We have seen few HTML tags and their use, such as heading tags<h1>, <h2>, paragraph tags <p>, and others. These tags have been used in their most simplistic form, but they can also have attributes, which are additional bits of info. An attribute is used to define the properties of an HTML element and is placed within the opening tag of the element. Every attribute has two parts: a name and a value. The property you want to change is identified by its name. For example, the paragraph p> element in the example has an attribute called align, which you can use to specify how the paragraph should be aligned on the page. The value is what you want the property's value to be, and it should always be surrounded by quotation marks. The example below shows three possible align attribute values: left, centre, and right. World Wide Web Consortium (W3C>
recommends lowercase attributes and attribute values for HTML 4. However, attribute names and attribute values are not case insensitive.
The four core attributes that can be used on the majority of HTML elements (although not all>
An HTML tag's id attribute can be used to uniquely identify any element within an HTML page. There are two main reasons why you might want to use an element's id attribute:
If an element has an id attribute as a unique identifier, only that element and its content can be identified.
If you have two elements with the same name on a Web page (or style sheet>
, you can use the id attribute to distinguish between them.
In a separate tutorial, we will go over style sheets. For the time being, let's use the id attribute to differentiate between two paragraph elements, as shown below.
Hello World using HTML.
<title>This is the title of the document</title>
<h1>This is a Heading Tag </h1>
<p>Hello World !!!</p>
The title attribute provides a suggestion for the element's title. The syntax for the title attribute is similar to that for the id attribute. This attribute's behaviour is determined by the element that carries it, but it is frequently displayed as a tooltip when the cursor passes over the element or while the element is loading. Example
The class Attribute
The class attribute specifies the class of an element and is used to associate it with a style sheet. When you learn Cascading Style Sheets, you will learn more about the use of the class attribute (CSS>
. So, for the time being, you can avoid it. The attribute's value can also be a space-separated list of class names. As an example, class = "className1 className2 className3"
The Style Attribute
You can use the style attribute to specify Cascading Style Sheet (CSS>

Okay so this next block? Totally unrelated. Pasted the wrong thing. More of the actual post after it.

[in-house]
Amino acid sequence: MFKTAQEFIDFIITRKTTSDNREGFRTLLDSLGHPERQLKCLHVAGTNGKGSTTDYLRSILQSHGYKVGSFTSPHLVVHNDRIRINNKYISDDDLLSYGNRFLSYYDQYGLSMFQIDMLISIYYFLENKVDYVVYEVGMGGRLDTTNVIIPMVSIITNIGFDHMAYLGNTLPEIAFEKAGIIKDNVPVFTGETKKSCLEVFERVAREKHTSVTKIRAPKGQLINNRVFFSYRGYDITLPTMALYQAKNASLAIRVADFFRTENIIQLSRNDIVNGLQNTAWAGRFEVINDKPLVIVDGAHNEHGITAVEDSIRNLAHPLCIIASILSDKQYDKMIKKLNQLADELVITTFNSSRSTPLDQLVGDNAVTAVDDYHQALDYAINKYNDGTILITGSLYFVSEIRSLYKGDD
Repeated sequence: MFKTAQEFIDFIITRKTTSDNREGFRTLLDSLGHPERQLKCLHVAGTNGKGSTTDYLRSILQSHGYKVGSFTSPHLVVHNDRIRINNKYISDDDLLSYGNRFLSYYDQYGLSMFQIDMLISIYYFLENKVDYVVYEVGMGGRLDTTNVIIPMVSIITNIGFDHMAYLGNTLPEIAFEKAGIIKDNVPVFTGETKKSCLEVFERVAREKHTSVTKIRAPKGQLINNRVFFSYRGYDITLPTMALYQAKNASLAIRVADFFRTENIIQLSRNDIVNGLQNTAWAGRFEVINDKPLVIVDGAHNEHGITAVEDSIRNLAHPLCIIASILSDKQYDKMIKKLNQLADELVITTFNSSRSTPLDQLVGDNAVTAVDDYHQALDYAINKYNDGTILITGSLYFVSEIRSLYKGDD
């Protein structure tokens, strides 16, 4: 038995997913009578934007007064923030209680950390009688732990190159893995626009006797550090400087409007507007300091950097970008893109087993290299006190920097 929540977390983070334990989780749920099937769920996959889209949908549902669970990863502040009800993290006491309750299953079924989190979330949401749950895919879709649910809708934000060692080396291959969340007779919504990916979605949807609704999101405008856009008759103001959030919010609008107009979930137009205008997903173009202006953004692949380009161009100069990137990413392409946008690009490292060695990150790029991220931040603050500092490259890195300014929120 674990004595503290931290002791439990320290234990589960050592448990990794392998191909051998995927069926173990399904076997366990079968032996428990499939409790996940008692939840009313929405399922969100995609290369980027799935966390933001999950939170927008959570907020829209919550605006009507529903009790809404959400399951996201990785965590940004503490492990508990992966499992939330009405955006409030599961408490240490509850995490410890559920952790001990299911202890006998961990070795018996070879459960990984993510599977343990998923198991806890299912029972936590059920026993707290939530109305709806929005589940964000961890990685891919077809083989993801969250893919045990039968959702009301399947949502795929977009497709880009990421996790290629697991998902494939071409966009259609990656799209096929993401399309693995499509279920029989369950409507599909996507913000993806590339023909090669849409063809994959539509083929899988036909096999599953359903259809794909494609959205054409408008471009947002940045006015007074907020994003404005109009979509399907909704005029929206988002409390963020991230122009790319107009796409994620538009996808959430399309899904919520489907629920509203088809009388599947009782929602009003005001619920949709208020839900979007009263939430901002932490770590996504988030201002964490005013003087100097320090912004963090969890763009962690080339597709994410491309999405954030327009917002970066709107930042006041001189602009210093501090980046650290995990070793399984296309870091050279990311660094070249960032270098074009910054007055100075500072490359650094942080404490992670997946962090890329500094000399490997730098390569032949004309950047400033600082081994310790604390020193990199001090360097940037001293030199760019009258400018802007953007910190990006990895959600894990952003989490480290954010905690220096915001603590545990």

rules within the element.
We are not learning CSS at this time, so let's just move on without thinking about CSS. You must first understand what HTML attributes are and how they can be used to format content.
XHTML elements can be associated with three internationalization attributes.
The dir Attribute
The dir attribute informs the browser about the direction in which the text should flow. As shown in the table below, the dir attribute can take one of two values.
||Left to right (the default value>
||Right to left (for languages such as Hebrew or Arabic that are read right to left>
When the dir attribute is used within the html> tag, it determines how text will be displayed throughout the document. When used within another tag, it directs the text only for the content of that tag.
The lang Attribute
As an HTML attribute, lang indicates the primary language used in a document, but it was retained only for backward compatibility with earlier versions of HTML. A new attribute xml:lang has replaced this attribute in new XHTML documents.
The xml:lang Attribute
The values of the lang attribute are ISO-639 standard two-character language codes. Check HTML Language Codes: ISO 639 for a complete list of language codes.
Here's a table of some other attributes that are readily usable with many of the HTML tags
||right, left, center
||Horizontally aligns tags
||top, middle, bottom
||Vertically aligns tags within an HTML element.
||numeric, hexidecimal, RGB values
||Places a background color behind an element
||Places a background image behind an element
||Names an element for use with Cascading Style Sheets.
||Classifies an element for use with Cascading Style Sheets.
||Specifies the width of tables, images, or table cells.
||Specifies the height of tables, images, or table cells.
||"Pop-up" title of the elements.
As we move on to other HTML tags, we'll see more examples like this. Please see HTML Tags List for a complete list of HTML Tags and related attributes.